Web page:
Reduction of cold-start emissions using electrically-heated catalyst (EHC) technology was the focus of this work. Comprehensive emission measurements of CO, and total hydrocarbons (THC) are reported for a spark-ignited engine operated on baseline gasoline and compressed natural gas (CNG). Electric heating times of 0, 20, and 40 s with and without secondary air injection were investigated. The 40-second electric catalyst heating with secondary air injection scenario yielded the greatest catalyst system (EHC+OEM three-way catalyst) conversion efficiencies for THC, CO, and for gasoline and natural gas fueling. Electric catalyst heating coupled with secondary air injection significantly improved THC and CO emissions for gasoline fueling. THC oxidation was difficult for CNG fueling due to the high content of nonreactive methane in the fuel. The independence of emissions on heating time was demonstrated for all fueling cases.
Use of an Electrically Heated Catalyst to Reduce Cold-Start Emissions in a Bi-Fuel Spark Ignited Engine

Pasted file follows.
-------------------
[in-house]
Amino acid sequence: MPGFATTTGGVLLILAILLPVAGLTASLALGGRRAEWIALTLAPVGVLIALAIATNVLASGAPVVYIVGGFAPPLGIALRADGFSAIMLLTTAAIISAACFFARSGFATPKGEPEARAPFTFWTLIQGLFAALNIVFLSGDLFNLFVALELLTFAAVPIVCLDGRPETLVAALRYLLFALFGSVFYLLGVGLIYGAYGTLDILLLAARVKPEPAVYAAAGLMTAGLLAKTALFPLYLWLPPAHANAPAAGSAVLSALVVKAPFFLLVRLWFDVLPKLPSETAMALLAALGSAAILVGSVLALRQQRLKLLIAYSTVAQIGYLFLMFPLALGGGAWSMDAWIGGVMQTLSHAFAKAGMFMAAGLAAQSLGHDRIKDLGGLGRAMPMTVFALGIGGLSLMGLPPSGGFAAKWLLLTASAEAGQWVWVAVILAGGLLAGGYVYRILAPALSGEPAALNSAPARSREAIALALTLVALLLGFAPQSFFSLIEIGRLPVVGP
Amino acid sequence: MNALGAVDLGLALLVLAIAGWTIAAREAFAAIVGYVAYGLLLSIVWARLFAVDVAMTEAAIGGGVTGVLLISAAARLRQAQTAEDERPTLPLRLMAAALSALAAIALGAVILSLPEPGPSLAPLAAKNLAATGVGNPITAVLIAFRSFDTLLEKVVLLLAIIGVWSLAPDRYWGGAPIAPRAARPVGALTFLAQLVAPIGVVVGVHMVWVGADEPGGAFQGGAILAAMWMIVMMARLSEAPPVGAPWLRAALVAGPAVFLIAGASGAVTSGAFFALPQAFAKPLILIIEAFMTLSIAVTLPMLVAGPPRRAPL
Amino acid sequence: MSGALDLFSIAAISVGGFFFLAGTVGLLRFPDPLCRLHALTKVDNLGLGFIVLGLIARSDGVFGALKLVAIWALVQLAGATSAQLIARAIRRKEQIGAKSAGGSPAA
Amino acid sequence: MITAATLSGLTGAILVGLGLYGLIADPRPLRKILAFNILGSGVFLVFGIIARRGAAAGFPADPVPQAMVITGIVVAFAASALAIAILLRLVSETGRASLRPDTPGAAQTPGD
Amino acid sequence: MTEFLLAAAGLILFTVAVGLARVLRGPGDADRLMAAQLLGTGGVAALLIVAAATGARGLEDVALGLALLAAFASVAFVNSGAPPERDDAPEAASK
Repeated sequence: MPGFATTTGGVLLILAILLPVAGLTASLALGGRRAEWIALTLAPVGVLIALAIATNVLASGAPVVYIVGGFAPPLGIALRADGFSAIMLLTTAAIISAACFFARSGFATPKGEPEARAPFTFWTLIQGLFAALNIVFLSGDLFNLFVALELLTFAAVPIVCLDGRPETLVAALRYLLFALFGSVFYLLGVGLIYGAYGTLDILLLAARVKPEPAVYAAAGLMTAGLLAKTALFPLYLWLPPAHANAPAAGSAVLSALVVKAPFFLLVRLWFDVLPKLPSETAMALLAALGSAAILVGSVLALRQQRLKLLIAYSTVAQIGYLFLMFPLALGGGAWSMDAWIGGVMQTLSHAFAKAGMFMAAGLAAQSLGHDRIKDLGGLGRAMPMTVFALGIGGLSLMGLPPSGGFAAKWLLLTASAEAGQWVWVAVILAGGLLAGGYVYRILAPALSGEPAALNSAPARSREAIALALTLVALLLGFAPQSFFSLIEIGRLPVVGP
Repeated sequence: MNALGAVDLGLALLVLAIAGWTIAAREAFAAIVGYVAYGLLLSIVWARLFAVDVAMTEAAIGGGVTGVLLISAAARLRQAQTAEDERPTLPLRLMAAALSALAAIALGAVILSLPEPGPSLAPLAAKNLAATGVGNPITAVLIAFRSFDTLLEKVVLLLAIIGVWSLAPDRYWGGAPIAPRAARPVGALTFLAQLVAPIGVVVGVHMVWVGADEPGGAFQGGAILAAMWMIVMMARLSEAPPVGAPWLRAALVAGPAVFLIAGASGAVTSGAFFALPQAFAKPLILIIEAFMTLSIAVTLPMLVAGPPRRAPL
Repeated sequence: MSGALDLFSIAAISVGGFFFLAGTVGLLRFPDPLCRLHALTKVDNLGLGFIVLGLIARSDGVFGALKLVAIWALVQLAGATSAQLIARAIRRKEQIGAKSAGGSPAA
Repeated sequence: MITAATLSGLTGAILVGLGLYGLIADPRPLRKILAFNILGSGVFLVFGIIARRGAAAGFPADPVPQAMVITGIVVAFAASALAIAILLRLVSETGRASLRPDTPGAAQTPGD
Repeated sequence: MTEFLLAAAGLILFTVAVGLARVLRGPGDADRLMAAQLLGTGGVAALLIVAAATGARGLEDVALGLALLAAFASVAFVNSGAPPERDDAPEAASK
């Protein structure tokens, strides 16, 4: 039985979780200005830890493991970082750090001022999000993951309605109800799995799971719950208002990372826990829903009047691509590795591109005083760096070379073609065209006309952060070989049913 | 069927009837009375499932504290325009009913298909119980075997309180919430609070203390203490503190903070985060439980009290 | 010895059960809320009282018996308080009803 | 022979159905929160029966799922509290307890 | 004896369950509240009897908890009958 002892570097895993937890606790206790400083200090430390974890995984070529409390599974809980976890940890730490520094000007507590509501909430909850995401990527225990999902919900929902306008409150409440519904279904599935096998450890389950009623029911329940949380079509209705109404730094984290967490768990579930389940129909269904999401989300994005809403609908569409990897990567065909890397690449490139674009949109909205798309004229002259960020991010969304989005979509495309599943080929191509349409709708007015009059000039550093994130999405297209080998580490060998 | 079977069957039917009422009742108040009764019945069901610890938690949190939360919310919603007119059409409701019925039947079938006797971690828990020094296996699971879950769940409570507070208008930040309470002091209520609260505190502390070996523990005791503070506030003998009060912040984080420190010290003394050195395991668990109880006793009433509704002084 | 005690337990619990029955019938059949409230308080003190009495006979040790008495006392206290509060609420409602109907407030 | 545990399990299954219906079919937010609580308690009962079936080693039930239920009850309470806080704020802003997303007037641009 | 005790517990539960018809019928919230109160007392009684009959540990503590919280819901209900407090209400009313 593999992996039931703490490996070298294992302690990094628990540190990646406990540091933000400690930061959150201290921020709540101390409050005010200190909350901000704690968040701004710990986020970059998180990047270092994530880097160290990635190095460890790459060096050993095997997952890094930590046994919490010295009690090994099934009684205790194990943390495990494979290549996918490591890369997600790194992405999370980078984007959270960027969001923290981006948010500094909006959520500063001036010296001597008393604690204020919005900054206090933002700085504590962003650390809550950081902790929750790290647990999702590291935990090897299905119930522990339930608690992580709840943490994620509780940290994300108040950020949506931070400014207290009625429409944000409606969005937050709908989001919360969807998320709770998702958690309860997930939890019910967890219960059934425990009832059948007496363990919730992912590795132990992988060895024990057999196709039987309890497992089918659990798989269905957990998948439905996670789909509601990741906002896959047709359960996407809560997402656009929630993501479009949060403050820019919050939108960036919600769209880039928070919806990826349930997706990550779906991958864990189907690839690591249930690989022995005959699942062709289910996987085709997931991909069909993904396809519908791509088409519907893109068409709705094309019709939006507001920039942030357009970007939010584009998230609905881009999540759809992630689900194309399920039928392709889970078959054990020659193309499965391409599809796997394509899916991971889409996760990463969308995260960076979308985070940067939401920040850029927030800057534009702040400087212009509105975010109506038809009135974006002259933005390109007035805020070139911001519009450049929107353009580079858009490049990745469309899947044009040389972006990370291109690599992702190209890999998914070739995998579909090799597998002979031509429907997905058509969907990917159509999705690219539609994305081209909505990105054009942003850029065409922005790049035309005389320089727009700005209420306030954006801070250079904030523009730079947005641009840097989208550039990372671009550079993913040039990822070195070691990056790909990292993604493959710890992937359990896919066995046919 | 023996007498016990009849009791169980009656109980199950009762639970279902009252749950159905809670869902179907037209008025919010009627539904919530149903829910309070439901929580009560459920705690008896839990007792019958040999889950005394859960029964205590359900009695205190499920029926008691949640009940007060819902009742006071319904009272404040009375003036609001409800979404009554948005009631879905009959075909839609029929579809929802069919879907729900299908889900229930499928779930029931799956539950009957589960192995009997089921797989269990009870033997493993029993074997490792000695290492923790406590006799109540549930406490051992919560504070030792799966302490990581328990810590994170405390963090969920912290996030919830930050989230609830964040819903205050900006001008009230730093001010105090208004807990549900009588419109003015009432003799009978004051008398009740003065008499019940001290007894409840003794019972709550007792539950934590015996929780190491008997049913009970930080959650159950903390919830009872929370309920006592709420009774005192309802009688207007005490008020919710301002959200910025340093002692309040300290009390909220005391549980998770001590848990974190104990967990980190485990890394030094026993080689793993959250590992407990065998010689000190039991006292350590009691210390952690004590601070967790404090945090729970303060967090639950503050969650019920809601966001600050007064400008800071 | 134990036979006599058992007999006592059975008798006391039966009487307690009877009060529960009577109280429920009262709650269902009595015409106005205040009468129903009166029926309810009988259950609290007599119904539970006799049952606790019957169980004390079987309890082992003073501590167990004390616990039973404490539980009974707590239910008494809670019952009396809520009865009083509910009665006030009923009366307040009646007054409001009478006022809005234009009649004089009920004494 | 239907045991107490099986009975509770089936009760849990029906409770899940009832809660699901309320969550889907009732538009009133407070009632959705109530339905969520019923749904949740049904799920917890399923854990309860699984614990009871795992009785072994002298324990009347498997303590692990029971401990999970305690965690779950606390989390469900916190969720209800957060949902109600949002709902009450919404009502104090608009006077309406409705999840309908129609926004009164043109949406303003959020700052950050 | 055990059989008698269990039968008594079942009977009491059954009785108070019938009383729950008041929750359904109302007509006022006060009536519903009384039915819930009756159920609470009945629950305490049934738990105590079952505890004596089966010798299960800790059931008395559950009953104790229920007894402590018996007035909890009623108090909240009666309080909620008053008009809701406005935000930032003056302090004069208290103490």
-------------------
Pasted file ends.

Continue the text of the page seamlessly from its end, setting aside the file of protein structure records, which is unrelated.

Contributed by the Internal Combustion Engine Division of THE AMERICAN SOCIETY OF MECHANICAL ENGINEERS for publication in the ASME JOURNAL OF ENGINEERING FOR GAS TURBINES AND POWER. Manuscript received by the ICE Division June 1999; final revision received by the ASME Headquarters August 1999. Associate Editor: D. Assanis.
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Coppage , G. N., and Bell, S. R. (August 1, 1999). "Use of an Electrically Heated Catalyst to Reduce Cold-Start Emissions in a Bi-Fuel Spark Ignited Engine ." ASME. J. Eng. Gas Turbines Power. January 2001; 123(1): 125–131. https://doi.org/10.1115/1.1340640
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